You don’t want Josh Smith. Well, you do. But you shouldn’t. Dwight Howard ain’t comin’, and I don’t want him even if he would. Call me crazy but I firmly believe that guy’s never going to win a championship, even if he’s not the centerpiece. Gotta aim smaller.
You’ve got some solid, young talent. Rajon Rondo is a very good, if emotional, player with a team-friendly deal. Nice job. Jared Sullinger may have back problems for the rest of his career, but you knew that when you drafted him and he’s a fine contributor when healthy. Had those two been available, you may very well have beaten the Knicks. Please don’t get hung up on that.
We all got attached that first year, and with good reason. Then we just started blaming injuries for playoff losses, whether it was KG, Kendrick Perkins, or Rondo this year. Every team has injuries. Even healthy, this team just isn’t superior anymore. It’s time to “fish or cut bait,” “(poop) or get off the pot,” or whatever metaphor we’d like to use to bedazzle your predicament.
Like your coach and players, you should take some time to collect your thoughts. Recognize that even without Paul and Kevin, your team will be good enough next year to make the playoffs and lose, but not bad enough to send Tommy Heinsohn to the Draft Lottery. Recognize, also, that there’s some value to keeping the old guys around to offer tutelage and experience to Rajon, Jeff, Jared, Avery, Brandon, and others.
I’d love to know how many of these decisions are really yours versus those of ownership with their immediate financial future of the team and the patience of the fans – or lack thereof – in mind. I’m also curious as to how much influence your coach has, given his love for his veterans, even if he’s insisted such debates are over his head. By the way, is there a communication rift between you two?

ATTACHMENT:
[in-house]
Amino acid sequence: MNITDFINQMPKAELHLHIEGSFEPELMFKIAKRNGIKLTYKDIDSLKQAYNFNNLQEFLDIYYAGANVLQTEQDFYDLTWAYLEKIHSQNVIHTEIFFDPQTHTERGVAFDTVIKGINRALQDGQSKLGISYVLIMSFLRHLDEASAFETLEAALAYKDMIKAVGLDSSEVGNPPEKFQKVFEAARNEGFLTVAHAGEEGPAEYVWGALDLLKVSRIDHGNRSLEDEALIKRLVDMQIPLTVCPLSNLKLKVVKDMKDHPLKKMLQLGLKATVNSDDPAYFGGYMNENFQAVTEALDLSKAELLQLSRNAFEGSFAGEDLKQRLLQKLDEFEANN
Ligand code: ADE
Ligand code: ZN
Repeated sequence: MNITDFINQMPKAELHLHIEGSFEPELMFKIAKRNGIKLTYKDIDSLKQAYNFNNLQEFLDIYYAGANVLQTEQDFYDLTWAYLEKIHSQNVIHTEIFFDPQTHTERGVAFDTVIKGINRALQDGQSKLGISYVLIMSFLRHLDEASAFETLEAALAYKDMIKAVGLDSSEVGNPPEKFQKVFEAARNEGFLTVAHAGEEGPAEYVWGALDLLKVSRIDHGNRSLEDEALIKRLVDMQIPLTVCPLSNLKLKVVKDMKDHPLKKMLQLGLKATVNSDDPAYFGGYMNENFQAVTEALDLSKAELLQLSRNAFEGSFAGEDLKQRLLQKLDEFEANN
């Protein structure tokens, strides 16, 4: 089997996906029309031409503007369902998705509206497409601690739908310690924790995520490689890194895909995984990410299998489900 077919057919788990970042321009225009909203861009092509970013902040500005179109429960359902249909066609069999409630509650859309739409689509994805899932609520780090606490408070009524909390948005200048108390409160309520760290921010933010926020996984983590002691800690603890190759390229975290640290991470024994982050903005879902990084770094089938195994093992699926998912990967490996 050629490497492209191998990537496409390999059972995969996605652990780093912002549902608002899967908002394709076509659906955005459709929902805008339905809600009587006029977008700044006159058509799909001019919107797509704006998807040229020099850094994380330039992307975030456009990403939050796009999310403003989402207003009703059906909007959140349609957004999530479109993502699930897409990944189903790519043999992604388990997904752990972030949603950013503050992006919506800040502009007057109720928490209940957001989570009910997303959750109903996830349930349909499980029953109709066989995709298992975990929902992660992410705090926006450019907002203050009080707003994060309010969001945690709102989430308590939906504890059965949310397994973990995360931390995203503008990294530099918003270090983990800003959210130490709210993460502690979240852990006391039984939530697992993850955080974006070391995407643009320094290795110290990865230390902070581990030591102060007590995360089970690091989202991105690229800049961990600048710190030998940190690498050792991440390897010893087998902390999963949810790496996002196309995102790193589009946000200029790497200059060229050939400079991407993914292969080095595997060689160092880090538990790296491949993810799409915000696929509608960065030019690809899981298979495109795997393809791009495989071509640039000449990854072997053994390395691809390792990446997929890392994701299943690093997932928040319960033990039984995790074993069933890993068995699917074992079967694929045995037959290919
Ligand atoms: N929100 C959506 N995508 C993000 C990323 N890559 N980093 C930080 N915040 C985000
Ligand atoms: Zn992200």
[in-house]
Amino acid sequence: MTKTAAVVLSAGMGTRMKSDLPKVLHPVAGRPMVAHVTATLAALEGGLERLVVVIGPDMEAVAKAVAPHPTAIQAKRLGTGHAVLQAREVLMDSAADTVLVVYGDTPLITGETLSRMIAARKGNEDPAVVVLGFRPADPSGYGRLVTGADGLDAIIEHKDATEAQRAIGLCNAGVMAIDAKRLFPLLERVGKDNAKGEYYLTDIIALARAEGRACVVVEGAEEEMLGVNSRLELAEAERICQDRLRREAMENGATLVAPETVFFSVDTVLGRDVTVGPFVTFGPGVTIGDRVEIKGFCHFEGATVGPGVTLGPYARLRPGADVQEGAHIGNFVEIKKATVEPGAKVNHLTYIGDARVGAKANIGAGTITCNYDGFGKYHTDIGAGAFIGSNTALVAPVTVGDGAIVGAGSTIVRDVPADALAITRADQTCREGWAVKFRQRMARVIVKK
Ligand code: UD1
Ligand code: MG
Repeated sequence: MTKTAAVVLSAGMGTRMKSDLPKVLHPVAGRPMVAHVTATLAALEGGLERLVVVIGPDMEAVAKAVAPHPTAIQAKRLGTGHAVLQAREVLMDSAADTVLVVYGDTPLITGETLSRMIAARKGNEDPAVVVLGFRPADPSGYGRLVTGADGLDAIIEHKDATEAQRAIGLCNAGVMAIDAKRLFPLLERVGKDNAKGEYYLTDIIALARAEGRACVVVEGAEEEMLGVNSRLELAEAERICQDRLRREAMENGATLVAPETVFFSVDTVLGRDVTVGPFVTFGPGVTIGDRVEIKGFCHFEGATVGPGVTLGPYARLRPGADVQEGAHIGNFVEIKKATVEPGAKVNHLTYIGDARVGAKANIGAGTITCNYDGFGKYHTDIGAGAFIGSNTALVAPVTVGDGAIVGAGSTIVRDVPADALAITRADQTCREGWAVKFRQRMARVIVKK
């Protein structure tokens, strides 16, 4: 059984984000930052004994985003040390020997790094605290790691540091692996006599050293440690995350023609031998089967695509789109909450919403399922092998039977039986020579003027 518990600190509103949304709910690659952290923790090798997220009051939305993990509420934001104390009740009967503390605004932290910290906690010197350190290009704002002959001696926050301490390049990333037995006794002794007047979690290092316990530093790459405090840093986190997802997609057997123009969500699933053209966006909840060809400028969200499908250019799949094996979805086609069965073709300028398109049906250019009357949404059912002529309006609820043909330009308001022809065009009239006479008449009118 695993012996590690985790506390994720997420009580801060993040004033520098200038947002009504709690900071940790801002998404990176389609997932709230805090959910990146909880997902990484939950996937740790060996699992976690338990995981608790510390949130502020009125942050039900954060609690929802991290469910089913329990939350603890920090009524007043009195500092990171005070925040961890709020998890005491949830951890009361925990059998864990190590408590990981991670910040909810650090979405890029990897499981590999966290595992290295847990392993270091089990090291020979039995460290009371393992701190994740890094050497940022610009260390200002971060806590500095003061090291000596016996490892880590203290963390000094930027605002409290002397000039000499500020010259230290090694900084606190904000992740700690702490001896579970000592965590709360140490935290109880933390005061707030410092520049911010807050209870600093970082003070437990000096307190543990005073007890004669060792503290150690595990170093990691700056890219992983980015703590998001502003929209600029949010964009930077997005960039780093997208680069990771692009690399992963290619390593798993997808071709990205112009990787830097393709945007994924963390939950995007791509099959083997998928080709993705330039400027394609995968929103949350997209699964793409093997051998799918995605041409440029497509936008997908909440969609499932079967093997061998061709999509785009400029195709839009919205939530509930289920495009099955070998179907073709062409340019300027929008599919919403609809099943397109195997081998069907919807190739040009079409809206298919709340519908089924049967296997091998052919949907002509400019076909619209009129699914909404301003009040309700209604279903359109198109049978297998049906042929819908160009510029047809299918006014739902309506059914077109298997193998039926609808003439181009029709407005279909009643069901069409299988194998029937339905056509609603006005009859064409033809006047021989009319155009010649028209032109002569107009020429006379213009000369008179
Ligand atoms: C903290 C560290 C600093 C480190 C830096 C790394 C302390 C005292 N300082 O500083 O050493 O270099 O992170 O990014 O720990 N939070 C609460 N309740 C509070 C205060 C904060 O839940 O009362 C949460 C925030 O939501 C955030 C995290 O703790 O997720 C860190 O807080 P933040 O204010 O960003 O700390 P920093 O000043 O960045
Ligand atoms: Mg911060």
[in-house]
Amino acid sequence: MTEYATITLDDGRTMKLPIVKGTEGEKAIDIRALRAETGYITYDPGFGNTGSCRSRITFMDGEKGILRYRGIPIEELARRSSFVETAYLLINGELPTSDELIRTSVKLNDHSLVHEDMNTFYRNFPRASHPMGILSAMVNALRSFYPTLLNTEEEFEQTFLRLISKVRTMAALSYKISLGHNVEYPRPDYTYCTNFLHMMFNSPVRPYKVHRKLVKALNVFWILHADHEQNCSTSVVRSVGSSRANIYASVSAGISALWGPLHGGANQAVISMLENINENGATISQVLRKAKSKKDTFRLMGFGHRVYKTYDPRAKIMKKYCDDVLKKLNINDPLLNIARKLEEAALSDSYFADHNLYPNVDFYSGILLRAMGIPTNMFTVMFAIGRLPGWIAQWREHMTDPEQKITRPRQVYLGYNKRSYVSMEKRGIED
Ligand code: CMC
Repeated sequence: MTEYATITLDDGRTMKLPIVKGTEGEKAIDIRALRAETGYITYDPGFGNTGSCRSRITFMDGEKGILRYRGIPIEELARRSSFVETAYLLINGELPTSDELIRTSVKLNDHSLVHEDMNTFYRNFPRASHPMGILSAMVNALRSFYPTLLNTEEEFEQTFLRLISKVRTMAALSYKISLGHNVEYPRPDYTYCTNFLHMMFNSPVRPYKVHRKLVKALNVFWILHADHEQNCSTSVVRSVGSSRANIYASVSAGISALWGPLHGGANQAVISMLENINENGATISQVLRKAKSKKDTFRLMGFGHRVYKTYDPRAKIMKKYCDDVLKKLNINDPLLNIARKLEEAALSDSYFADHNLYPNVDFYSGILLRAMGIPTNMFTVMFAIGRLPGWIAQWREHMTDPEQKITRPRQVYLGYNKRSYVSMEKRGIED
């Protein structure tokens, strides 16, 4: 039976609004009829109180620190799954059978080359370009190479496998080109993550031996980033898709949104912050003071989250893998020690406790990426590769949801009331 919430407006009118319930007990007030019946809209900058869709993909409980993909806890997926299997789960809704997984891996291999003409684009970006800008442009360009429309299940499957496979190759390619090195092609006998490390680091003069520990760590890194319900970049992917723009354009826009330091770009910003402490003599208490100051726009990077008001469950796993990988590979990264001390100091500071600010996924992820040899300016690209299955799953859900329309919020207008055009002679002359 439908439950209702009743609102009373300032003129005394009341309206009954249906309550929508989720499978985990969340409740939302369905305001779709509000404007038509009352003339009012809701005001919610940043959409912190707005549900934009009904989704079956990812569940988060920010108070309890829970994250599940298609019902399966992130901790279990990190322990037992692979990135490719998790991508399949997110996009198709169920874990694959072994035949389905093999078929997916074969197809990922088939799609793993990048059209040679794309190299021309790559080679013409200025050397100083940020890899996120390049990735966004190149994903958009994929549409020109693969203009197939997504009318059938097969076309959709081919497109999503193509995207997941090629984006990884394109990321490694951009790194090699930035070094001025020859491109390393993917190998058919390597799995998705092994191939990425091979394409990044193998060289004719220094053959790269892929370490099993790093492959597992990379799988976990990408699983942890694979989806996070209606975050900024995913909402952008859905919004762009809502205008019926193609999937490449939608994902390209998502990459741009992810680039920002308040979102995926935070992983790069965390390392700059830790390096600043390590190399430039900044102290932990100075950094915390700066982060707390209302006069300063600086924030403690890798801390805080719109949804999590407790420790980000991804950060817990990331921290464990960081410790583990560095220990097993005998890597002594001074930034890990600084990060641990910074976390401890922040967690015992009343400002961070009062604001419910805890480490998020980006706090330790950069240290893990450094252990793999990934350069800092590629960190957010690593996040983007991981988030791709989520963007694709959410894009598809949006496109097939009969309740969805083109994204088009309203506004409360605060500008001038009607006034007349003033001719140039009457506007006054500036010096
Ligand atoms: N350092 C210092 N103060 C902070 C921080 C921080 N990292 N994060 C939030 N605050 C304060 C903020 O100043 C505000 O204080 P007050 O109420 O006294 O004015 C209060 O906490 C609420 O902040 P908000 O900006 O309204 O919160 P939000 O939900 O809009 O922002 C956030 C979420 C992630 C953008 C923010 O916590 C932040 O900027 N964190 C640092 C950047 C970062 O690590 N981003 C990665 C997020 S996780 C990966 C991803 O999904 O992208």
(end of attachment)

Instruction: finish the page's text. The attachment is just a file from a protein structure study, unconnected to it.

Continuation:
If the choice belonged to me, I'd stay the course. Delay the inevitable another year while you clear cap space and see what Rondo is after his injury. Try to trade Jason Terry and Courtney Lee, or live with another couple underperforming contracts in the hope they’ll turn things around. Let your veterans guide your youngsters while limiting them to 25 minutes a night and, if the opportunity presents itself and the timing’s right, deal them for future chips at midseason. If you keep them, they’ll theoretically be fresh for the playoffs, whatever that proves to be worth. Heck, you can even let them keep starting if they can’t handle the ego-blow of coming off the bench. At this point, what can it hurt? Seemingly, there’s not much you can do to help, anyhow. You’ve always said you questioned Red Auerbach for hanging on to aging superstars and now it’s you, sir, who’s in question.
It is the end of the road, Danny. You just have to decide how many times the car will stall before getting there.
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About this blog
Adam Kaufman is a writer and broadcaster who can also be heard regularly on 98.5 The Sports Hub, WBZ NewsRadio 1030, the national CBS Sports Radio Network, and broadcasting Boston College hockey games. The Massachusetts native is a Syracuse grad and a pop culture fanatic who offers a unique and entertaining look at your favorite Boston sports teams. Please don't hold his love for Jean-Claude Van Damme movies against him.